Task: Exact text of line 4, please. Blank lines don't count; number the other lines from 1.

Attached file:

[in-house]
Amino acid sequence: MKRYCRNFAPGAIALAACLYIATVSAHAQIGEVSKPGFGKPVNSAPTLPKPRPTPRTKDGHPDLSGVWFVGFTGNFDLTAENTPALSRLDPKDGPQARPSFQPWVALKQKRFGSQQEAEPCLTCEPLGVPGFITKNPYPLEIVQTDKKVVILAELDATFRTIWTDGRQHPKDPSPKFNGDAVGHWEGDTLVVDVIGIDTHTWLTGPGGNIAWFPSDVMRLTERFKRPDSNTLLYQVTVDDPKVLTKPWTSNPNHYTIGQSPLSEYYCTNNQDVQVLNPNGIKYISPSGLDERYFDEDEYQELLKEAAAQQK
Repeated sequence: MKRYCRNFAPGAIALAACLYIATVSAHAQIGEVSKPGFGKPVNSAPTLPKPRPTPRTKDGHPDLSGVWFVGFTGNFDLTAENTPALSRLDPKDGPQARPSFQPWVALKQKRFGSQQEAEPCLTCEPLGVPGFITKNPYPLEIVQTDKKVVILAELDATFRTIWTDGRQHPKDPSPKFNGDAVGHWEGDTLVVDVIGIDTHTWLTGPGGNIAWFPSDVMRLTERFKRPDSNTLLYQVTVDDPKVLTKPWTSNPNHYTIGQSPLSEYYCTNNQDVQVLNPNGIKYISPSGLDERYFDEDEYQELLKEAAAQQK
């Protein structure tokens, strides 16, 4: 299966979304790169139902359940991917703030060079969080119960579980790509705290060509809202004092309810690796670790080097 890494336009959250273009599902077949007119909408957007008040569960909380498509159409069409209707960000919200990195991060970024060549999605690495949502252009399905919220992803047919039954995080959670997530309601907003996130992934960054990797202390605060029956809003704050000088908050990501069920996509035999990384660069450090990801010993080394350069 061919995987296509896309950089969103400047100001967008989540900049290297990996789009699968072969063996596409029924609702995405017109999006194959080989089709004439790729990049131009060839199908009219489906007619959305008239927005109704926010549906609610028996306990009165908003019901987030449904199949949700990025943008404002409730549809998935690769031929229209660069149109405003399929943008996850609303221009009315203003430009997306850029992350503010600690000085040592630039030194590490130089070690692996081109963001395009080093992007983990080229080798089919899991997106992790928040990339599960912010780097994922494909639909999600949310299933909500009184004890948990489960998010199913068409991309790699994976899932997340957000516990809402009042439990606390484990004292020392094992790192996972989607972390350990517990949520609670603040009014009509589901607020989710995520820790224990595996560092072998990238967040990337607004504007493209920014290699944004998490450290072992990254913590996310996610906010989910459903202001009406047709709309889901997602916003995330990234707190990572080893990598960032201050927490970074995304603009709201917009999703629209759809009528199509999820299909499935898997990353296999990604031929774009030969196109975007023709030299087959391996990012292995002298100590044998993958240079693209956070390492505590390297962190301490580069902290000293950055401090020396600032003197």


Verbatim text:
């Protein structure tokens, strides 16, 4: 299966979304790169139902359940991917703030060079969080119960579980790509705290060509809202004092309810690796670790080097 890494336009959250273009599902077949007119909408957007008040569960909380498509159409069409209707960000919200990195991060970024060549999605690495949502252009399905919220992803047919039954995080959670997530309601907003996130992934960054990797202390605060029956809003704050000088908050990501069920996509035999990384660069450090990801010993080394350069 061919995987296509896309950089969103400047100001967008989540900049290297990996789009699968072969063996596409029924609702995405017109999006194959080989089709004439790729990049131009060839199908009219489906007619959305008239927005109704926010549906609610028996306990009165908003019901987030449904199949949700990025943008404002409730549809998935690769031929229209660069149109405003399929943008996850609303221009009315203003430009997306850029992350503010600690000085040592630039030194590490130089070690692996081109963001395009080093992007983990080229080798089919899991997106992790928040990339599960912010780097994922494909639909999600949310299933909500009184004890948990489960998010199913068409991309790699994976899932997340957000516990809402009042439990606390484990004292020392094992790192996972989607972390350990517990949520609670603040009014009509589901607020989710995520820790224990595996560092072998990238967040990337607004504007493209920014290699944004998490450290072992990254913590996310996610906010989910459903202001009406047709709309889901997602916003995330990234707190990572080893990598960032201050927490970074995304603009709201917009999703629209759809009528199509999820299909499935898997990353296999990604031929774009030969196109975007023709030299087959391996990012292995002298100590044998993958240079693209956070390492505590390297962190301490580069902290000293950055401090020396600032003197």